Mental illness and solitary confinement

There was a hearing on the subject of solitary confinement in prisons, with testimony from federal and state law enforcement officials, academics and advocates as well as from Anthony Graves, an exonerated former death-row inmate who spent the majority of his 18 years at a Texas prison in solitary confinement.

Quote: “I lived under the rules of a system that is literally driving men out of their minds,” he said. The conditions were inhumane, my cell was small without access to human interaction or decent medical care. No one can begin to imagine the psychological effects isolation has on another human being.”

A study in the U.S. showed that the number of prisoners who suffer from psychiatric disorders is high. Many of them need some form of psychiatric intervention during their incarceration. They often require costly psychiatric hospitalization or crisis intervention services, and face a heightened risk of suicide.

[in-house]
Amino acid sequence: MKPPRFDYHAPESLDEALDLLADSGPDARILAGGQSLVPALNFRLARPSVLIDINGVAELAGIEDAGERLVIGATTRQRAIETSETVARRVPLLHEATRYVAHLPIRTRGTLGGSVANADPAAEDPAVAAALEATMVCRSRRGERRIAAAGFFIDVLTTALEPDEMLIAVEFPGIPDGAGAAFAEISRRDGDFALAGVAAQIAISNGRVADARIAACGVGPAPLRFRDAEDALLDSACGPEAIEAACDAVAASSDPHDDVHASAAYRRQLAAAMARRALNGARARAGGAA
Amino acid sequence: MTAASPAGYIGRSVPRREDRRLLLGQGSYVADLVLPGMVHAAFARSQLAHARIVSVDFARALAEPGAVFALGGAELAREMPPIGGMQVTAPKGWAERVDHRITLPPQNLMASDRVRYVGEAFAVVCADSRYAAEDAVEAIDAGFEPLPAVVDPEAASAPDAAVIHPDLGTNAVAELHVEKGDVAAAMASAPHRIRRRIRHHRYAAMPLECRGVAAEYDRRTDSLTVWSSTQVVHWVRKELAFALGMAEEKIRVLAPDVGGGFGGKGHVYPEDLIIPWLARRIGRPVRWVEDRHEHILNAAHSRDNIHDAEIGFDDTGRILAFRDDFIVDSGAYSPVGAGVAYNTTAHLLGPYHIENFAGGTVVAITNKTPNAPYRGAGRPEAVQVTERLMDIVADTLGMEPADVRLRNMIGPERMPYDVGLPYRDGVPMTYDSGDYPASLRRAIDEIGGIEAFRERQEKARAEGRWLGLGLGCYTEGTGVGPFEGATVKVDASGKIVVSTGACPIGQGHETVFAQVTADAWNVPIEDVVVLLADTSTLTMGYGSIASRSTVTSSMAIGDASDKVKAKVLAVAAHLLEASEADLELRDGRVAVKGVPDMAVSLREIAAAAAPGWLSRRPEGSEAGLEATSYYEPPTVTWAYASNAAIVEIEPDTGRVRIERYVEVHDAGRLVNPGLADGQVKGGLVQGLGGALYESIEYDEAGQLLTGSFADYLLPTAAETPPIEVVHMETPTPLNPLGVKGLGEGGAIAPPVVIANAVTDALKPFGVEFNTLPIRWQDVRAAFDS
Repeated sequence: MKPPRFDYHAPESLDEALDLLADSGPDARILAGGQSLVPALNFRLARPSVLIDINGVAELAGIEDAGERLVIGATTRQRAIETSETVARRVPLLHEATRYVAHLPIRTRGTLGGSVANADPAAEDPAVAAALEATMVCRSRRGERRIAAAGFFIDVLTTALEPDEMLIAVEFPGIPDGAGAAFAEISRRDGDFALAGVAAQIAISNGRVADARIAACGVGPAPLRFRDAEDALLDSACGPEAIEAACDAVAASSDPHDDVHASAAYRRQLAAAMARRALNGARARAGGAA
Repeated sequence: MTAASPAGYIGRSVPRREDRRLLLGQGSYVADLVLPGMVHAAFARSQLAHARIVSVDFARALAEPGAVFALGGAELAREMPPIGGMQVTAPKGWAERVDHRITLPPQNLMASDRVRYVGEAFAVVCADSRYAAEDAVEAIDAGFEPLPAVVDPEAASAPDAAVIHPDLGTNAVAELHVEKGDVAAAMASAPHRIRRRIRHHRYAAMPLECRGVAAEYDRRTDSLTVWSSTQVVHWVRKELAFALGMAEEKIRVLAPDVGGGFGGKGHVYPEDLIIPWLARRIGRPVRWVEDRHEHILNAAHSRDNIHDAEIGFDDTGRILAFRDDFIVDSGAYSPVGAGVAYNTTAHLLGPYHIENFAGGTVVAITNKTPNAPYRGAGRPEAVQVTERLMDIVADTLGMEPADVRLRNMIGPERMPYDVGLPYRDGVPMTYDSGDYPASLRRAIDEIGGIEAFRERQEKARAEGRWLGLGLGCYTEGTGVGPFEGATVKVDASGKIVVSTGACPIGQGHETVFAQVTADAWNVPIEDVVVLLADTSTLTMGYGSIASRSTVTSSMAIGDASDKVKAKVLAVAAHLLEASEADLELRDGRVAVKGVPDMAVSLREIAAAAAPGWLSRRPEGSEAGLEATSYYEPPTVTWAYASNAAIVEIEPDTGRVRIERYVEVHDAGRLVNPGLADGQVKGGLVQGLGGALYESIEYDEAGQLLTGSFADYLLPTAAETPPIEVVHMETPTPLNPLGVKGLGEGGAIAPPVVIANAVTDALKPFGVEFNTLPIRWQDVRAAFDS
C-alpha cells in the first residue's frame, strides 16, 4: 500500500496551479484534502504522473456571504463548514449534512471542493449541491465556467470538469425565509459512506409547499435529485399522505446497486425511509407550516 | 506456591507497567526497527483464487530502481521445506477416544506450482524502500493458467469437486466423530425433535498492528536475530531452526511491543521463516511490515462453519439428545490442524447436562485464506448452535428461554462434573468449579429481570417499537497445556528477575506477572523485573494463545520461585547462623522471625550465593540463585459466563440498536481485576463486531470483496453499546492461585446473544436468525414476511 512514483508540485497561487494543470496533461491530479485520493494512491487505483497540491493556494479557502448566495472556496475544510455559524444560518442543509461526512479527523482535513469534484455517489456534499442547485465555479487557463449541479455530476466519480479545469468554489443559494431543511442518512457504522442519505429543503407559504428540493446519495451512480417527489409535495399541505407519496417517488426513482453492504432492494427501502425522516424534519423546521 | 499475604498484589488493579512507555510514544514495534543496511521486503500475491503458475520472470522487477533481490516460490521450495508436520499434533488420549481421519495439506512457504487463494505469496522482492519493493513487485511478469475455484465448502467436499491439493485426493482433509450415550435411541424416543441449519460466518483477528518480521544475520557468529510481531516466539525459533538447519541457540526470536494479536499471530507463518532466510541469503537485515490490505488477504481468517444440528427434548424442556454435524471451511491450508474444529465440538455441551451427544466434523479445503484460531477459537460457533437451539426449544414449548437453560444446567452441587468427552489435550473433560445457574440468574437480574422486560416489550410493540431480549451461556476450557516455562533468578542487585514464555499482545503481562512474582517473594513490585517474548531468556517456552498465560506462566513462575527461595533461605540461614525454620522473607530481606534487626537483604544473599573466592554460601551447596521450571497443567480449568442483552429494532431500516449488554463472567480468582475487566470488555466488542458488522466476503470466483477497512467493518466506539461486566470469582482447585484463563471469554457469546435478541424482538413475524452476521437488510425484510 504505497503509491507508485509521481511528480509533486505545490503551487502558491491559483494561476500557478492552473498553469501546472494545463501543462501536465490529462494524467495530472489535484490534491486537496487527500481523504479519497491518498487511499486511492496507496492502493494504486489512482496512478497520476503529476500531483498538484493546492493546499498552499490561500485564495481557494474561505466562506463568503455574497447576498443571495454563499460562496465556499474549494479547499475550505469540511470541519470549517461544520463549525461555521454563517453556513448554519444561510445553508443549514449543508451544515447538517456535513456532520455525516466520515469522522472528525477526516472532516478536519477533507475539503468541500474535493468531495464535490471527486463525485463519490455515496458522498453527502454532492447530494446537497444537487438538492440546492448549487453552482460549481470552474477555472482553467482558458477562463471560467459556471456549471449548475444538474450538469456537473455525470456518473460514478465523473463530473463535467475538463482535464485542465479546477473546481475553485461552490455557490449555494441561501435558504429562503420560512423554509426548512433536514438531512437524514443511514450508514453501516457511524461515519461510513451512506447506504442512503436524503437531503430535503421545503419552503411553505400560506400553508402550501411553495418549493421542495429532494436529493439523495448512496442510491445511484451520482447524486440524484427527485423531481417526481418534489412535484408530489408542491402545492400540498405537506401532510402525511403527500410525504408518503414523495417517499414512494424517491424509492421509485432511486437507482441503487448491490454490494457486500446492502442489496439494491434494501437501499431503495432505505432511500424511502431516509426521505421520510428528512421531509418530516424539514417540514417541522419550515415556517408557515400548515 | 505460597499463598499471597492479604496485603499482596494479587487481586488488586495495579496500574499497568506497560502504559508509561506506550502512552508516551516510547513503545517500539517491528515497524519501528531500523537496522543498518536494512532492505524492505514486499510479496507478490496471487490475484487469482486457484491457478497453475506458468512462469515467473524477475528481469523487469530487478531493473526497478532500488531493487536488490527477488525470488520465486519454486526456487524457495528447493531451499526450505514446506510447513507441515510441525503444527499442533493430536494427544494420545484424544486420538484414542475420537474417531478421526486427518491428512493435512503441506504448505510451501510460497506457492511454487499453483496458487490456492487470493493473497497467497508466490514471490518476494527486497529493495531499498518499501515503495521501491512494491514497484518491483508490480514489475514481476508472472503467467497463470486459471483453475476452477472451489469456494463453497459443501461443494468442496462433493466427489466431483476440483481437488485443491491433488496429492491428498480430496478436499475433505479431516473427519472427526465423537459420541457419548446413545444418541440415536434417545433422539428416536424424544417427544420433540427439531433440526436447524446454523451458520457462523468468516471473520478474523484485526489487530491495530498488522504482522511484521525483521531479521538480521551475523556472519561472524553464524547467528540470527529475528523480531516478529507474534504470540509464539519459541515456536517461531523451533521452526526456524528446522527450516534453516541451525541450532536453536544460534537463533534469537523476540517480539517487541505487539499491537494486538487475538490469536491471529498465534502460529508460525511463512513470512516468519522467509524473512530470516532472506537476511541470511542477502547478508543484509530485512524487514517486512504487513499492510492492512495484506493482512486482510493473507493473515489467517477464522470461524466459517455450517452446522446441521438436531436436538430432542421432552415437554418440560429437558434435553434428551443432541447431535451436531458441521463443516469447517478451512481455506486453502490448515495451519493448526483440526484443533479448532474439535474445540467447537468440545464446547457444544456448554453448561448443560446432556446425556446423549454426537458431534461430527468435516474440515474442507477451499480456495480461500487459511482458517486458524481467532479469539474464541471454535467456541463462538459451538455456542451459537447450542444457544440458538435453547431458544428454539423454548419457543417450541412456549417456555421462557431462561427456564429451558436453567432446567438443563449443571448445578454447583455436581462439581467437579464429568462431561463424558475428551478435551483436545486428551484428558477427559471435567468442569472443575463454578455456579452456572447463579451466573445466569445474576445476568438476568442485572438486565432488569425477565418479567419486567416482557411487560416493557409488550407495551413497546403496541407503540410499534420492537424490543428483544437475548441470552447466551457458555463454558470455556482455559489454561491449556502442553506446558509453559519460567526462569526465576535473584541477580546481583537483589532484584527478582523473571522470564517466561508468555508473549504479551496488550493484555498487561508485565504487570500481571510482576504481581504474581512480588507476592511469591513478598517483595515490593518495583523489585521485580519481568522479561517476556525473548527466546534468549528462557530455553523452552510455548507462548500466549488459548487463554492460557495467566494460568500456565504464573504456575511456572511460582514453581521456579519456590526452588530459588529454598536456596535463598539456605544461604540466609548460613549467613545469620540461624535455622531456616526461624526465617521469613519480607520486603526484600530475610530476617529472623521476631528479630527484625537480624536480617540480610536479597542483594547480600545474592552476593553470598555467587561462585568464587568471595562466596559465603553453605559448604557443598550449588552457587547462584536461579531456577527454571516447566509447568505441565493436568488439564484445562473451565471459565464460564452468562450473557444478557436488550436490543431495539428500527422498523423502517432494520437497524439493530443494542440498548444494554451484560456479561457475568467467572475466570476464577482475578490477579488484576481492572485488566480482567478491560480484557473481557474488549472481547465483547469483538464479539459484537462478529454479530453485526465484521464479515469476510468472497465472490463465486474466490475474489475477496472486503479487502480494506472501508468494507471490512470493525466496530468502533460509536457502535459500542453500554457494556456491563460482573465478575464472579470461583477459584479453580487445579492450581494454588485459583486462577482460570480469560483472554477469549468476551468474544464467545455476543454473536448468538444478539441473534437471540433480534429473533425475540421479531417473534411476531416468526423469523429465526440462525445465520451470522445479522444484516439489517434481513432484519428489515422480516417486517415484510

I wonder whether congress will have time to attend to this issue.

solitary confinement


One thought on “Mental illness and solitary confinement

  1. Jeff

    Social interaction and mentally stimulating activities are essential to prevent dementia or other cognitive disorders. Being confined and deprived of this interaction as well as not receiving the proper nutrients to promote brain health can have serious side effects.


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